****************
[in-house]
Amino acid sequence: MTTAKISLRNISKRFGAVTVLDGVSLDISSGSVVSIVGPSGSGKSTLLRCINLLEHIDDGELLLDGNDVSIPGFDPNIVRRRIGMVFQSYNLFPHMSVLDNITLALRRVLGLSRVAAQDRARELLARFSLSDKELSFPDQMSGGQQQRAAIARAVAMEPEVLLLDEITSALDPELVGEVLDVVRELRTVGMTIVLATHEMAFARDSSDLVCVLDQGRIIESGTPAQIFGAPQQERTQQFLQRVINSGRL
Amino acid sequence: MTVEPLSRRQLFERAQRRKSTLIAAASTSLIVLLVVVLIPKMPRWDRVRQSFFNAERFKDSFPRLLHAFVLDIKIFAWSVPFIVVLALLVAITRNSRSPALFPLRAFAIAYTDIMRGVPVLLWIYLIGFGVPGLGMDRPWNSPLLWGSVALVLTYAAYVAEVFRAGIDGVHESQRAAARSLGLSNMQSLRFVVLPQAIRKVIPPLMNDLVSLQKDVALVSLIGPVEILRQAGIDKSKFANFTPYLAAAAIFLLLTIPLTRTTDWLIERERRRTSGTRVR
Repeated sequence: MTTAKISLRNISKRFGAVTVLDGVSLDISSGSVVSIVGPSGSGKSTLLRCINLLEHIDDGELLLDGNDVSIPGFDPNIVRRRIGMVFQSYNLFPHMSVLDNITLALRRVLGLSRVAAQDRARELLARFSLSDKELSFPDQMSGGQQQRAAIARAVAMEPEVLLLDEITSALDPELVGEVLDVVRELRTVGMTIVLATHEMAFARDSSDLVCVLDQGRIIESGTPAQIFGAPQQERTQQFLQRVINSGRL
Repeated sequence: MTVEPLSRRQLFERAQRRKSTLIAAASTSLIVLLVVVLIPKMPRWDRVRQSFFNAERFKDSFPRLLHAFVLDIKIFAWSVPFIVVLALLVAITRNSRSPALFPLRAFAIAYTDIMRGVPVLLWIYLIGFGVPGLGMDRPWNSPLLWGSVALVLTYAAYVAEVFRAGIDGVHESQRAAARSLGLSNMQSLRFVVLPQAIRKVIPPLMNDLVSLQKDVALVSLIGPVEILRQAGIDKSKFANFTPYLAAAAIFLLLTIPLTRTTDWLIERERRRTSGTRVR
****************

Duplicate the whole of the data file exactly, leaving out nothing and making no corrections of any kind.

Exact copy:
[in-house]
Amino acid sequence: MTTAKISLRNISKRFGAVTVLDGVSLDISSGSVVSIVGPSGSGKSTLLRCINLLEHIDDGELLLDGNDVSIPGFDPNIVRRRIGMVFQSYNLFPHMSVLDNITLALRRVLGLSRVAAQDRARELLARFSLSDKELSFPDQMSGGQQQRAAIARAVAMEPEVLLLDEITSALDPELVGEVLDVVRELRTVGMTIVLATHEMAFARDSSDLVCVLDQGRIIESGTPAQIFGAPQQERTQQFLQRVINSGRL
Amino acid sequence: MTVEPLSRRQLFERAQRRKSTLIAAASTSLIVLLVVVLIPKMPRWDRVRQSFFNAERFKDSFPRLLHAFVLDIKIFAWSVPFIVVLALLVAITRNSRSPALFPLRAFAIAYTDIMRGVPVLLWIYLIGFGVPGLGMDRPWNSPLLWGSVALVLTYAAYVAEVFRAGIDGVHESQRAAARSLGLSNMQSLRFVVLPQAIRKVIPPLMNDLVSLQKDVALVSLIGPVEILRQAGIDKSKFANFTPYLAAAAIFLLLTIPLTRTTDWLIERERRRTSGTRVR
Repeated sequence: MTTAKISLRNISKRFGAVTVLDGVSLDISSGSVVSIVGPSGSGKSTLLRCINLLEHIDDGELLLDGNDVSIPGFDPNIVRRRIGMVFQSYNLFPHMSVLDNITLALRRVLGLSRVAAQDRARELLARFSLSDKELSFPDQMSGGQQQRAAIARAVAMEPEVLLLDEITSALDPELVGEVLDVVRELRTVGMTIVLATHEMAFARDSSDLVCVLDQGRIIESGTPAQIFGAPQQERTQQFLQRVINSGRL
Repeated sequence: MTVEPLSRRQLFERAQRRKSTLIAAASTSLIVLLVVVLIPKMPRWDRVRQSFFNAERFKDSFPRLLHAFVLDIKIFAWSVPFIVVLALLVAITRNSRSPALFPLRAFAIAYTDIMRGVPVLLWIYLIGFGVPGLGMDRPWNSPLLWGSVALVLTYAAYVAEVFRAGIDGVHESQRAAARSLGLSNMQSLRFVVLPQAIRKVIPPLMNDLVSLQKDVALVSLIGPVEILRQAGIDKSKFANFTPYLAAAAIFLLLTIPLTRTTDWLIERERRRTSGTRVR